Trees tell of a wetter past along the Brahmaputra River and, combined with climate modeling, suggest heightened future flood risks in one of the world’s most densely populated areas.
A new temperature data portal will aid scientists in tracking and accessing paleoclimate data from the Miocene, a past warm climate interval and future climate analogue.
The Cormorant Oceanography Project is using sensors deployed on diving marine birds to collect broadly distributed oceanographic data in coastal regions around the world.
Studies of Earth’s critical zone have largely focused on areas underlain by silicate bedrock, leaving gaps in our understanding of widespread and vital carbonate-dominated landscapes.
The Minnesota Geological Survey has contributed to the dispossession of homelands from Indigenous Peoples. The agency is creating more just policies.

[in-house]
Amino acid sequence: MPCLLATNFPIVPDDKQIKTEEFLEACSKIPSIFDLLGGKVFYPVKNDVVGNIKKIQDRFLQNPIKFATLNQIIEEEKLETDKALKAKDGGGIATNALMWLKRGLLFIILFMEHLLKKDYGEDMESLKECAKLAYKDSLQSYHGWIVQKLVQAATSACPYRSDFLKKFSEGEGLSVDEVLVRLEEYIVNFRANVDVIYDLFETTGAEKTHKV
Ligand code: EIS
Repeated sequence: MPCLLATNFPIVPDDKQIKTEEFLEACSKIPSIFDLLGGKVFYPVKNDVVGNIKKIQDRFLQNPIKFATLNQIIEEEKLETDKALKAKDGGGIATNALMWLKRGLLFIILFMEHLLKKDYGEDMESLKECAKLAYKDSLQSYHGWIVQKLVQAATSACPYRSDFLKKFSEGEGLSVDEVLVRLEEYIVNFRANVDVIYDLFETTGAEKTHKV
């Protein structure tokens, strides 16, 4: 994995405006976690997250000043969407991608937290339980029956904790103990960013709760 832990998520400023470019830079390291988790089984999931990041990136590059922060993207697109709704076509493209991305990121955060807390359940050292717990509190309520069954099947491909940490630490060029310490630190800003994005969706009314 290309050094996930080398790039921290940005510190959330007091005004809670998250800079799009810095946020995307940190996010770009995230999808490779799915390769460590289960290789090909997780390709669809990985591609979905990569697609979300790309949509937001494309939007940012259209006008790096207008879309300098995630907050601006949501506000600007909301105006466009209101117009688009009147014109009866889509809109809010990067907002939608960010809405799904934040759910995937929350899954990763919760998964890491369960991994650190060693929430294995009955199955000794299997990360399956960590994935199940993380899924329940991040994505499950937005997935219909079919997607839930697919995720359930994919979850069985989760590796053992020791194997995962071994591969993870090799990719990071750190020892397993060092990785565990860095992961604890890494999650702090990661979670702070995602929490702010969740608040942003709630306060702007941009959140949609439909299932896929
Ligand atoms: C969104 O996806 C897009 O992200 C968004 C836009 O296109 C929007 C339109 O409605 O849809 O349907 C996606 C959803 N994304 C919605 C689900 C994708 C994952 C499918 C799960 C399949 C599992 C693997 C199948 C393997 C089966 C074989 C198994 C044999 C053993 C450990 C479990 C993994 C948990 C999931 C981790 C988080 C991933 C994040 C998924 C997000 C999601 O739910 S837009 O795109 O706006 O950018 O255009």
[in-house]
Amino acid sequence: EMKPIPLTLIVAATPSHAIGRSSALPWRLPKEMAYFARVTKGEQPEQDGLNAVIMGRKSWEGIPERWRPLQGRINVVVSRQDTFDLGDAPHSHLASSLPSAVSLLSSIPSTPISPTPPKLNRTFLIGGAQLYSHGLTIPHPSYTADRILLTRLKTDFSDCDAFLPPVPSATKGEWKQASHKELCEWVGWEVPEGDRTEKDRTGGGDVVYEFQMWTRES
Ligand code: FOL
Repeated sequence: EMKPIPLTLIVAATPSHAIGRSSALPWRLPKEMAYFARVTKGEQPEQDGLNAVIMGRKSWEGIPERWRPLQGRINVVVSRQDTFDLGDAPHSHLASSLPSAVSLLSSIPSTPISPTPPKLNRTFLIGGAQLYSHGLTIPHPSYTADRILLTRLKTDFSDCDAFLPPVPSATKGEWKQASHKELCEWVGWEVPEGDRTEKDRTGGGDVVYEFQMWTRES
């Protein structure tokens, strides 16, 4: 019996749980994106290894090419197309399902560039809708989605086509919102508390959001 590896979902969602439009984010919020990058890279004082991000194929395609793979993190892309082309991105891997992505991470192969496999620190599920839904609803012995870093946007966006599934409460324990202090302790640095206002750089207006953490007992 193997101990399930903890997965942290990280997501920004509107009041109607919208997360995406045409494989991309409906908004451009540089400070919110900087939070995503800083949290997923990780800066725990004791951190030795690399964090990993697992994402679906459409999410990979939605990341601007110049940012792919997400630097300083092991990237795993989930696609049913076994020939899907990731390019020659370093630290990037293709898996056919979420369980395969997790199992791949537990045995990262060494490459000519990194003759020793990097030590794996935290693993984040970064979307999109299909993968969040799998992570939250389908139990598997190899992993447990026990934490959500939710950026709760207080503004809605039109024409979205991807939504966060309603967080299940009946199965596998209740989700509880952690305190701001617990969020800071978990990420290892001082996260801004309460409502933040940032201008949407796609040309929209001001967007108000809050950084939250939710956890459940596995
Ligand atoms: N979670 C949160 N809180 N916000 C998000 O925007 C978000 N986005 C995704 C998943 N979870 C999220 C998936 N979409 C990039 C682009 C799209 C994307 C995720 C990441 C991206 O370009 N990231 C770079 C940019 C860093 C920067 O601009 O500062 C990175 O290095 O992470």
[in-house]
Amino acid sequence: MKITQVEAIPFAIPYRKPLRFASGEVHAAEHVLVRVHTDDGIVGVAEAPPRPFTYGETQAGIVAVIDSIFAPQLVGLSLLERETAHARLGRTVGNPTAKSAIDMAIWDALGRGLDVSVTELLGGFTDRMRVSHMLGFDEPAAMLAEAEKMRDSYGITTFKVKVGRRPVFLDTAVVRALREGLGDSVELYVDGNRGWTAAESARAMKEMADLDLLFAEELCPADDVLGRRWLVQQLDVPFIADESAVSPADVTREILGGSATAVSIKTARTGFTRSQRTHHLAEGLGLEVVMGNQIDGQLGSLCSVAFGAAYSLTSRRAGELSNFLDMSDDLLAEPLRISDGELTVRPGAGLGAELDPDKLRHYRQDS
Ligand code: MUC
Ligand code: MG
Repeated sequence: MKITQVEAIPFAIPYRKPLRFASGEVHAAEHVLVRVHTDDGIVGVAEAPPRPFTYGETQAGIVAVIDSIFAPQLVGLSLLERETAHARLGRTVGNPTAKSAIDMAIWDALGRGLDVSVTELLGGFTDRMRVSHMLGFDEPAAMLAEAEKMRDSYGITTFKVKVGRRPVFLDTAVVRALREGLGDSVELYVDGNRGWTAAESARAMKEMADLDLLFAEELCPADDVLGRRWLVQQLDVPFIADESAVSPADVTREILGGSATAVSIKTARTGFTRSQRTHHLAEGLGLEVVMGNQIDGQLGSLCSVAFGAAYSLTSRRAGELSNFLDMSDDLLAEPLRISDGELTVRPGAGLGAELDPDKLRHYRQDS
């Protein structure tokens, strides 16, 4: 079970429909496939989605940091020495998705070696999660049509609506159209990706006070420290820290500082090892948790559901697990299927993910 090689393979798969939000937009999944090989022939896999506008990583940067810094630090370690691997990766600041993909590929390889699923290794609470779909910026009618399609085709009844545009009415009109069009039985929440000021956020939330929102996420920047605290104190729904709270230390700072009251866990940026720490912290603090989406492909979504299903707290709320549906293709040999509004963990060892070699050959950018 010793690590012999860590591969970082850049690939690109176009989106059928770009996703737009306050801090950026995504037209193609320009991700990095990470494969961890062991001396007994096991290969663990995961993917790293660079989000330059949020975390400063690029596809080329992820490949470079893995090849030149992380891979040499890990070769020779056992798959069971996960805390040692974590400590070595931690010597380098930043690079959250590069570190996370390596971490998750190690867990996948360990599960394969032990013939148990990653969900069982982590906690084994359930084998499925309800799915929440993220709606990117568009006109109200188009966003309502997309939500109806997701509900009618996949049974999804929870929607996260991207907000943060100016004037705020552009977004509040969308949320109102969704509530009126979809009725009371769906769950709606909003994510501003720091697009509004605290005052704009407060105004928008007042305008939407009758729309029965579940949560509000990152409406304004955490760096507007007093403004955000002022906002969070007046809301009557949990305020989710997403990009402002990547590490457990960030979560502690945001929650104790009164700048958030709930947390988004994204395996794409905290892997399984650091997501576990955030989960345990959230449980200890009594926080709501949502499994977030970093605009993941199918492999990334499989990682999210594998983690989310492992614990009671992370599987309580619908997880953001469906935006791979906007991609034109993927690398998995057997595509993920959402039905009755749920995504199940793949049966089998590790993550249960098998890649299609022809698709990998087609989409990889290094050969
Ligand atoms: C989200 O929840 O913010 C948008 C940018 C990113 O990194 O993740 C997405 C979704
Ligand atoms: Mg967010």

NASA’s rapid response plan for gathering atmospheric data amid major volcanic eruptions, paired with efforts to improve eruption simulations, will offer better views of these events’ global effects.
Last year, a new collaborative initiative conducted a hypothetical volcano response exercise. A month later, they put the knowledge gained to use during an actual eruption.
How did today’s continents come to be? Geological sleuths found clues in grains of sand.
Improving our understanding of hazards posed by future large earthquakes on the Cascadia Subduction Zone requires advancements in the methods and sampling used to date and characterize past events.
Novel observations and inventive analyses of glacial discharge in Greenland have revealed new insights into the irregular and chaotic nature of ice-ocean interactions at glacial calving fronts.